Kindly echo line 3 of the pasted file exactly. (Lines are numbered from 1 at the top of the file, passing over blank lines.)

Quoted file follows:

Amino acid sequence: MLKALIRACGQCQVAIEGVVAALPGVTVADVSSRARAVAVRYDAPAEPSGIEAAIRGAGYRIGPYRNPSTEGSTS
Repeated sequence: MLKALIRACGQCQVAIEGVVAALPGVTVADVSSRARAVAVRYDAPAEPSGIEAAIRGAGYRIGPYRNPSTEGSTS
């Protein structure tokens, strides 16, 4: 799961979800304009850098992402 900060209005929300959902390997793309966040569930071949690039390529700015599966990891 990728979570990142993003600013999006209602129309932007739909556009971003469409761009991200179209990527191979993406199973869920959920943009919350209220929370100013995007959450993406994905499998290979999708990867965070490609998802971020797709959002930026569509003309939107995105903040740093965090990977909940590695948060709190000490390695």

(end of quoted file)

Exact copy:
């Protein structure tokens, strides 16, 4: 799961979800304009850098992402 900060209005929300959902390997793309966040569930071949690039390529700015599966990891 990728979570990142993003600013999006209602129309932007739909556009971003469409761009991200179209990527191979993406199973869920959920943009919350209220929370100013995007959450993406994905499998290979999708990867965070490609998802971020797709959002930026569509003309939107995105903040740093965090990977909940590695948060709190000490390695």